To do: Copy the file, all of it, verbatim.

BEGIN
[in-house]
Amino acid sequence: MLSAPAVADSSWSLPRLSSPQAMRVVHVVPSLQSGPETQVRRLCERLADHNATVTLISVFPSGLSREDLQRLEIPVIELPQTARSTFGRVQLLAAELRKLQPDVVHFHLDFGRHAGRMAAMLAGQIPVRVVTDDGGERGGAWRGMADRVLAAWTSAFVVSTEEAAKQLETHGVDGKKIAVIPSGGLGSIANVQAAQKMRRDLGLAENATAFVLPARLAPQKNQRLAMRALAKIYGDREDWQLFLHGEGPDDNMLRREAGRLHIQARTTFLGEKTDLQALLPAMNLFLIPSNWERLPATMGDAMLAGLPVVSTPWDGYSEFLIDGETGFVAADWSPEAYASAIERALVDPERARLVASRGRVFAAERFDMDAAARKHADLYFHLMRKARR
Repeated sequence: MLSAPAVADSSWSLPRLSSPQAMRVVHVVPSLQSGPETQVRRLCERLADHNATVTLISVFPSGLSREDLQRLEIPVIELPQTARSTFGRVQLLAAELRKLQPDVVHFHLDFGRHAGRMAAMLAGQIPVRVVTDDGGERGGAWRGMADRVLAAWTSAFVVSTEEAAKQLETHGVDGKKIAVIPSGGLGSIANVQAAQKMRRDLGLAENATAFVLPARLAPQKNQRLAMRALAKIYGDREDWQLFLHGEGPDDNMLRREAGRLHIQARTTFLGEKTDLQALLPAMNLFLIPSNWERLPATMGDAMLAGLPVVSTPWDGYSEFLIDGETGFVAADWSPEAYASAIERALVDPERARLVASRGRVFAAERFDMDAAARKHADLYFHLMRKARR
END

[in-house]
Amino acid sequence: MLSAPAVADSSWSLPRLSSPQAMRVVHVVPSLQSGPETQVRRLCERLADHNATVTLISVFPSGLSREDLQRLEIPVIELPQTARSTFGRVQLLAAELRKLQPDVVHFHLDFGRHAGRMAAMLAGQIPVRVVTDDGGERGGAWRGMADRVLAAWTSAFVVSTEEAAKQLETHGVDGKKIAVIPSGGLGSIANVQAAQKMRRDLGLAENATAFVLPARLAPQKNQRLAMRALAKIYGDREDWQLFLHGEGPDDNMLRREAGRLHIQARTTFLGEKTDLQALLPAMNLFLIPSNWERLPATMGDAMLAGLPVVSTPWDGYSEFLIDGETGFVAADWSPEAYASAIERALVDPERARLVASRGRVFAAERFDMDAAARKHADLYFHLMRKARR
Repeated sequence: MLSAPAVADSSWSLPRLSSPQAMRVVHVVPSLQSGPETQVRRLCERLADHNATVTLISVFPSGLSREDLQRLEIPVIELPQTARSTFGRVQLLAAELRKLQPDVVHFHLDFGRHAGRMAAMLAGQIPVRVVTDDGGERGGAWRGMADRVLAAWTSAFVVSTEEAAKQLETHGVDGKKIAVIPSGGLGSIANVQAAQKMRRDLGLAENATAFVLPARLAPQKNQRLAMRALAKIYGDREDWQLFLHGEGPDDNMLRREAGRLHIQARTTFLGEKTDLQALLPAMNLFLIPSNWERLPATMGDAMLAGLPVVSTPWDGYSEFLIDGETGFVAADWSPEAYASAIERALVDPERARLVASRGRVFAAERFDMDAAARKHADLYFHLMRKARR